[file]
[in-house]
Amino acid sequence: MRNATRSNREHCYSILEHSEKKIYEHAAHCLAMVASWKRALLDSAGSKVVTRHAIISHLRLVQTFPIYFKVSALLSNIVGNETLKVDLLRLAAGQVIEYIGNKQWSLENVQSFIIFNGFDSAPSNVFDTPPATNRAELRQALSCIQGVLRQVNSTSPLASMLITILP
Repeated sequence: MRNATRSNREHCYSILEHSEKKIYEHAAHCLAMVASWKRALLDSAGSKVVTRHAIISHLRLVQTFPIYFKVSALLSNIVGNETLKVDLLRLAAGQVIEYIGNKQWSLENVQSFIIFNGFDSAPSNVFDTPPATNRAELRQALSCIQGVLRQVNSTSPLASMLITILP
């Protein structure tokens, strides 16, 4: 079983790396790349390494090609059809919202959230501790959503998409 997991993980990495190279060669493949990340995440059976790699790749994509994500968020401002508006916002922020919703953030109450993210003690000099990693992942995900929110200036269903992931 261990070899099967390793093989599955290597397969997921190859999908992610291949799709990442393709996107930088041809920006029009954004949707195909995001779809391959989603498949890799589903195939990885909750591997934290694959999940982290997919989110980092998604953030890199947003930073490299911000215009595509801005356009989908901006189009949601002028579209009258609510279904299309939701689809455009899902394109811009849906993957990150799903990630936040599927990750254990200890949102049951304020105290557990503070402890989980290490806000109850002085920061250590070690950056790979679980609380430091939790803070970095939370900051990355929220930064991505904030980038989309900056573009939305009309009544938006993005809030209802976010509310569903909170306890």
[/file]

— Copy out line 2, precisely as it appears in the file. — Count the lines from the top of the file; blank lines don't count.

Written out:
Amino acid sequence: MRNATRSNREHCYSILEHSEKKIYEHAAHCLAMVASWKRALLDSAGSKVVTRHAIISHLRLVQTFPIYFKVSALLSNIVGNETLKVDLLRLAAGQVIEYIGNKQWSLENVQSFIIFNGFDSAPSNVFDTPPATNRAELRQALSCIQGVLRQVNSTSPLASMLITILP